"But war, in a good cause, is not the greatest evil which a nation can suffer. War is an ugly thing, but not the ugliest of things: the decayed and degraded state of moral and patriotic feeling which thinks nothing worth a war, is worse. When a people are used as mere human instruments for firing cannon or thrusting bayonets, in the service and for the selfish purposes of a master, such war degrades a people. A war to protect other human beings against tyrannical injustice – a war to give victory to their own ideas of right and good, and which is their own war, carried on for an honest purpose by their free choice – is often the means of their regeneration. A man who has nothing which he is willing to fight for, nothing which he cares more about than he does about his personal safety, is a miserable creature who has no chance of being free, unless made and kept so by the exertions of better men than himself. As long as justice and injustice have not terminated their ever-renewing fight for ascendancy in the affairs of mankind, human beings must be willing, when need is, to do battle for the one against the other."

Monday, April 19, 2010

The year that never was: halfway gone

Greetings and salutations, dear readers (reader...). I come to bury myself, not praise, um, myself. That is, I'm really only surfacing to say hi and then disappear again for days, probably weeks, and possibly months at a time. In the interim, please feel free to read all the insightful comments from Japanese-language dating services that are now the only traffic on this site.

I'm trying to recall all the things I've been up to of late, but the last couple of months are blurred into one long half-remembered dream; unfortunately, most of what I do remember has been less than pleasant. I've spent most of this spring in the field, taking a week to go down to Camp Pendleton to attend the Combined Anti-Armor Team/Light Armored Reconnaissance raid course and another week to shoot out to the wasteland around Yuma for a Tactical Air Control Party exercise (translation: we blew stuff up for five days). Nothing wrong with all that training, it's what we do and it was certainly interesting, though with some long days thrown in. The unpleasant part was that it coincided, in what can only be described as cosmically bad timing, with the very difficult decision on the part of my wife to quit her job and pull our son out of day care so that the family could have more time together in the short window before deployment. No sooner had she cleaned out her desk than our Forward Air Controllers were suddenly in high demand and launched out to the four corners of California. So we've ended up right where we started, with weekend visitations, only now my wife doesn't have the job she enjoyed for the last year and my son no longer sees the twenty friends he's known by name since we moved.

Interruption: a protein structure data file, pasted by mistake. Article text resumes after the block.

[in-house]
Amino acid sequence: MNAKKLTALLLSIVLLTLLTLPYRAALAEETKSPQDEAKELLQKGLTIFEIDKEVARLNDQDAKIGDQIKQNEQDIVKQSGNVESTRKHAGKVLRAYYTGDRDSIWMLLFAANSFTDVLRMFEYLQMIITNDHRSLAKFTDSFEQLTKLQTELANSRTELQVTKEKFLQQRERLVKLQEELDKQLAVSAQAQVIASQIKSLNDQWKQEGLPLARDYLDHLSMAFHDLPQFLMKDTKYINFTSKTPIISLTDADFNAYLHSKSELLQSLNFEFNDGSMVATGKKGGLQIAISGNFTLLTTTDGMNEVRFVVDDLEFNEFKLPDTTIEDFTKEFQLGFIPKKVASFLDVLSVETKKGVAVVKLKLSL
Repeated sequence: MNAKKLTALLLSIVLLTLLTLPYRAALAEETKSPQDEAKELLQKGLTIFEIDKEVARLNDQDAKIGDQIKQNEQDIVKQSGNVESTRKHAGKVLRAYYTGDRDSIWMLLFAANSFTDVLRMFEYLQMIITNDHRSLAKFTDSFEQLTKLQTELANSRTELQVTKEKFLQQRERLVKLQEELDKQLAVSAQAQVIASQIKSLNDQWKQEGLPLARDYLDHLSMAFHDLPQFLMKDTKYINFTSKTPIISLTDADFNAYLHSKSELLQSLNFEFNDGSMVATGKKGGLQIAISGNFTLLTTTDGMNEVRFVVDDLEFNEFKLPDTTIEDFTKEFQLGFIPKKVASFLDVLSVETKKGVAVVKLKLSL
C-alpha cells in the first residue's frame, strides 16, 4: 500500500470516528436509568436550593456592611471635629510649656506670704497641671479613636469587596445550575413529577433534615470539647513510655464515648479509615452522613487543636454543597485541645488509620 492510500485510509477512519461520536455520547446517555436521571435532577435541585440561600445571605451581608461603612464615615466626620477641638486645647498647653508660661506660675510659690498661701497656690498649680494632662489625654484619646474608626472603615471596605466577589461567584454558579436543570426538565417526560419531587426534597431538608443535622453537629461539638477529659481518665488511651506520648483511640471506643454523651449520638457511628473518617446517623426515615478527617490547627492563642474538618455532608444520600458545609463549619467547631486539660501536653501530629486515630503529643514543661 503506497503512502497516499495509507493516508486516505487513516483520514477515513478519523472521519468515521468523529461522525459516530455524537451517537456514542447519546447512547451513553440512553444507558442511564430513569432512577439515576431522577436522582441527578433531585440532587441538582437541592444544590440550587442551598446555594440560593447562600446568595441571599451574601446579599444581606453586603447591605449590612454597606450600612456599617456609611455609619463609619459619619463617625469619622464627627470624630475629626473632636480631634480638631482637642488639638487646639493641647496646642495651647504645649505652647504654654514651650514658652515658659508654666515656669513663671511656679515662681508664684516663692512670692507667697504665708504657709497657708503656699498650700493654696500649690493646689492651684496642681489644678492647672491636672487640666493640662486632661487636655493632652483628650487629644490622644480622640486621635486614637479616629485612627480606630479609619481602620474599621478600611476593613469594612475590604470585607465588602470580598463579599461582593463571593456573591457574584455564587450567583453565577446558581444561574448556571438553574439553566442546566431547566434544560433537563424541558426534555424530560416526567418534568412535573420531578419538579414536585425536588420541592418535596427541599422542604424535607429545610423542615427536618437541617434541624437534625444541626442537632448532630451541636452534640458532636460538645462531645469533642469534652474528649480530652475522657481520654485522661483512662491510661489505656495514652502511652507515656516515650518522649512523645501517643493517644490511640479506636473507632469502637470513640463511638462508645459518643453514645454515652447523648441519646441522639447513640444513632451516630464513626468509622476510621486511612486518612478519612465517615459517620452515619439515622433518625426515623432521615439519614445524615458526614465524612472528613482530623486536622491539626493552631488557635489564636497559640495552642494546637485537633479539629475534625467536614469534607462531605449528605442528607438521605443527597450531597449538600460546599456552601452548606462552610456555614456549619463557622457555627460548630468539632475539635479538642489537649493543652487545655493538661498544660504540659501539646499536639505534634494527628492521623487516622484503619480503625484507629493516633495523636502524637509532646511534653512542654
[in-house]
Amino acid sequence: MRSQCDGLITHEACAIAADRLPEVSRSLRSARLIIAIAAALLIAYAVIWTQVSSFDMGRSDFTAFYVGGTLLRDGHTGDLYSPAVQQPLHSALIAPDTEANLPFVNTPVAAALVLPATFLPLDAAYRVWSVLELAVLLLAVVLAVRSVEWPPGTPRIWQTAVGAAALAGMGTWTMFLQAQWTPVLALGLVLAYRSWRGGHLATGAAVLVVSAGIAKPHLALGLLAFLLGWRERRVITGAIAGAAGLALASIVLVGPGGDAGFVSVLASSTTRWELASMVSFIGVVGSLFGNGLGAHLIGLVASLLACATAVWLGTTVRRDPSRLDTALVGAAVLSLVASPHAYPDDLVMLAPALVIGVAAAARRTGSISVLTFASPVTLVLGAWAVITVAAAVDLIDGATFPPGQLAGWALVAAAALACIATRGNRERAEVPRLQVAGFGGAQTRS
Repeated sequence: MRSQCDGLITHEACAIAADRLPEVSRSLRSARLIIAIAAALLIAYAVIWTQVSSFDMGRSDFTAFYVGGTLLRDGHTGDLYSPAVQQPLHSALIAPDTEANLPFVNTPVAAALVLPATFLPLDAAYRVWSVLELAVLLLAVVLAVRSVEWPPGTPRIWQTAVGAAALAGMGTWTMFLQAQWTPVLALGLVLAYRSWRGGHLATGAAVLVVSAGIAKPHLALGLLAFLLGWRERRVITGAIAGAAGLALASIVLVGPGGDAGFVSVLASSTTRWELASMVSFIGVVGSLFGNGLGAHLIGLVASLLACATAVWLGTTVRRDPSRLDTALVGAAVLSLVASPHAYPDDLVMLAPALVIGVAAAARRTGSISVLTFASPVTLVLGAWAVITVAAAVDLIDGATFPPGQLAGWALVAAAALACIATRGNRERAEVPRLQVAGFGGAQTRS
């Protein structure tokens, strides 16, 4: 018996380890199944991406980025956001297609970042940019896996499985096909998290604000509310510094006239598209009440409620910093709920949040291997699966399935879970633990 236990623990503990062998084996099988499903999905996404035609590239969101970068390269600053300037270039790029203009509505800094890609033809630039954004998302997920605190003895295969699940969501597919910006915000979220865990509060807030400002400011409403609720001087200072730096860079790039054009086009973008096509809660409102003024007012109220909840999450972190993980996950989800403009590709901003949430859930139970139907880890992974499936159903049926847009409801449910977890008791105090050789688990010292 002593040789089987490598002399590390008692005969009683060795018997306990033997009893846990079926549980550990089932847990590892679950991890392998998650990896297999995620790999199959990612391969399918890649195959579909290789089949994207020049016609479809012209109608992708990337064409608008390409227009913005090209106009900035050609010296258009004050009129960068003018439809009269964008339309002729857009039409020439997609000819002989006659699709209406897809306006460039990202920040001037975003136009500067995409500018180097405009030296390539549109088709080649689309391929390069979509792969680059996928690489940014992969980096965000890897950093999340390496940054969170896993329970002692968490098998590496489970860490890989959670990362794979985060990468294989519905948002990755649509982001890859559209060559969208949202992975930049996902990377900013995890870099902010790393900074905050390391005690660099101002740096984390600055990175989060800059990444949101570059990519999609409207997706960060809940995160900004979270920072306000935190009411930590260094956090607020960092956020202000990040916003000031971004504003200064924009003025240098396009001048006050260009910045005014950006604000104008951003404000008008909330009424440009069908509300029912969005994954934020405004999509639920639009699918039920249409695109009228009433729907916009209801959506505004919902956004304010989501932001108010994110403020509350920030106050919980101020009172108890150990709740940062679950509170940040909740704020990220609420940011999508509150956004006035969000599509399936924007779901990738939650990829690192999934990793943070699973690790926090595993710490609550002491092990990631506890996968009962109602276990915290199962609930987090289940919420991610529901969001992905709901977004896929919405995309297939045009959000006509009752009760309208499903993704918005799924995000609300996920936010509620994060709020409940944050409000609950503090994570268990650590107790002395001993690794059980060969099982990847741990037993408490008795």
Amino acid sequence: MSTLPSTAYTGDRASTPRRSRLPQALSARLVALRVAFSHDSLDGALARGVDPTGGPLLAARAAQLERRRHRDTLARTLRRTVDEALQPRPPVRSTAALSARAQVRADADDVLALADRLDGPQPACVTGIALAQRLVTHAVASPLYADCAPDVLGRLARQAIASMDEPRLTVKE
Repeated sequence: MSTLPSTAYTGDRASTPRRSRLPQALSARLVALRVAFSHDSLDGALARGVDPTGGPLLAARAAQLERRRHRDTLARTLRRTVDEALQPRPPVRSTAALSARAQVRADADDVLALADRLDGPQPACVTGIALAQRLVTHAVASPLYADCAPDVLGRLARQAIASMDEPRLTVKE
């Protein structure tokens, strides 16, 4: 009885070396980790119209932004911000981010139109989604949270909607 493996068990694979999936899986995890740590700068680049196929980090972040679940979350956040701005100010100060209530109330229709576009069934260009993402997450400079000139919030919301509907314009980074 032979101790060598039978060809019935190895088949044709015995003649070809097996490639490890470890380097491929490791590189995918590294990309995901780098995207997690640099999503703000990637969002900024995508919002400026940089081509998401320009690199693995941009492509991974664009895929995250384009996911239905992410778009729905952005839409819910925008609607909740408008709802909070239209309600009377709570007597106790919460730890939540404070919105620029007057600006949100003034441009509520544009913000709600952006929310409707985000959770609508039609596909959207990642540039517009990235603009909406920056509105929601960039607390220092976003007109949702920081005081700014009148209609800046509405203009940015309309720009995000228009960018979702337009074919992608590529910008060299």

I'd have been in the field for a third straight week except for a late night phone call that pulled me back into the Headquarters and Service Company, which had been turned over to another in mid-March. My replacement, who by all accounts was doing a fantastic job in H&S and had truly embraced the "Beast" that it is, made the unfortunate decision to imbibe a little too heavily at a local watering hole one Saturday night, and then climb into his vehicle and plow into a tree. He was relieved of command on the spot, and I got that late-night call telling me I was back in. On the one hand, it's not really a bad thing for me, since it means more time as a commander on my resume which is something no one else in my peer group will have when promotion time rolls around. I'm also pretty flattered that an infantry battalion commander would immediately tap a pilot to resume command of one of his companies after such an incident. On the flip side, however, it's never a good thing when a Marine gets himself a DUI, especially an officer. His career is over; and this was truly a lost opportunity for H&S, because I'm certain he would have had a great deployment with them. This also means that I'm now dual-hatting my duties again, playing the FAC on certain days and the CO on others, and whenever one picks up, the other suffers. I now also have to scramble to get up to speed on a two-week long field exercise that's just around the corner, the planning for which pressed on without me during the three weeks I wasn't in command.